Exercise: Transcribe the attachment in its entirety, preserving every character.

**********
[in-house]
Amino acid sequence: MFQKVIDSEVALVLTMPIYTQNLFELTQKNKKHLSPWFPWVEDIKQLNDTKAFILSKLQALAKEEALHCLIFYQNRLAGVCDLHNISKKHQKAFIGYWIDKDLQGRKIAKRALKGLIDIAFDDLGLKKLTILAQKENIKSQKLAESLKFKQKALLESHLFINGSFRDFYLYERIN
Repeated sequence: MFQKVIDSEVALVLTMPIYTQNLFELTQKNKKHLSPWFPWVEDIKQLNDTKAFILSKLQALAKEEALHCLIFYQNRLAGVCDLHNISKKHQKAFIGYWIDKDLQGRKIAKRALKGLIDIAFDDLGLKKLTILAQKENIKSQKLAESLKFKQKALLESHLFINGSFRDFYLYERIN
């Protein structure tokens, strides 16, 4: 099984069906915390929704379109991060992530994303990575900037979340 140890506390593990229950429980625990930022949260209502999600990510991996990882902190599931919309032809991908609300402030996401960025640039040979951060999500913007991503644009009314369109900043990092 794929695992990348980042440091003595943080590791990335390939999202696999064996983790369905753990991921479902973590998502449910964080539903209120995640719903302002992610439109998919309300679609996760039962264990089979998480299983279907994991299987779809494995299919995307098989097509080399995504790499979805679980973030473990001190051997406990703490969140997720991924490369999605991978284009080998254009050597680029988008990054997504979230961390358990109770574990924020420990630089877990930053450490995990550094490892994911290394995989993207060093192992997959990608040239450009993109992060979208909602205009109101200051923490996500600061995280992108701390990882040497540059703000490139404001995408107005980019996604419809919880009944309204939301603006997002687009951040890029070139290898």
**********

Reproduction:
[in-house]
Amino acid sequence: MFQKVIDSEVALVLTMPIYTQNLFELTQKNKKHLSPWFPWVEDIKQLNDTKAFILSKLQALAKEEALHCLIFYQNRLAGVCDLHNISKKHQKAFIGYWIDKDLQGRKIAKRALKGLIDIAFDDLGLKKLTILAQKENIKSQKLAESLKFKQKALLESHLFINGSFRDFYLYERIN
Repeated sequence: MFQKVIDSEVALVLTMPIYTQNLFELTQKNKKHLSPWFPWVEDIKQLNDTKAFILSKLQALAKEEALHCLIFYQNRLAGVCDLHNISKKHQKAFIGYWIDKDLQGRKIAKRALKGLIDIAFDDLGLKKLTILAQKENIKSQKLAESLKFKQKALLESHLFINGSFRDFYLYERIN
């Protein structure tokens, strides 16, 4: 099984069906915390929704379109991060992530994303990575900037979340 140890506390593990229950429980625990930022949260209502999600990510991996990882902190599931919309032809991908609300402030996401960025640039040979951060999500913007991503644009009314369109900043990092 794929695992990348980042440091003595943080590791990335390939999202696999064996983790369905753990991921479902973590998502449910964080539903209120995640719903302002992610439109998919309300679609996760039962264990089979998480299983279907994991299987779809494995299919995307098989097509080399995504790499979805679980973030473990001190051997406990703490969140997720991924490369999605991978284009080998254009050597680029988008990054997504979230961390358990109770574990924020420990630089877990930053450490995990550094490892994911290394995989993207060093192992997959990608040239450009993109992060979208909602205009109101200051923490996500600061995280992108701390990882040497540059703000490139404001995408107005980019996604419809919880009944309204939301603006997002687009951040890029070139290898």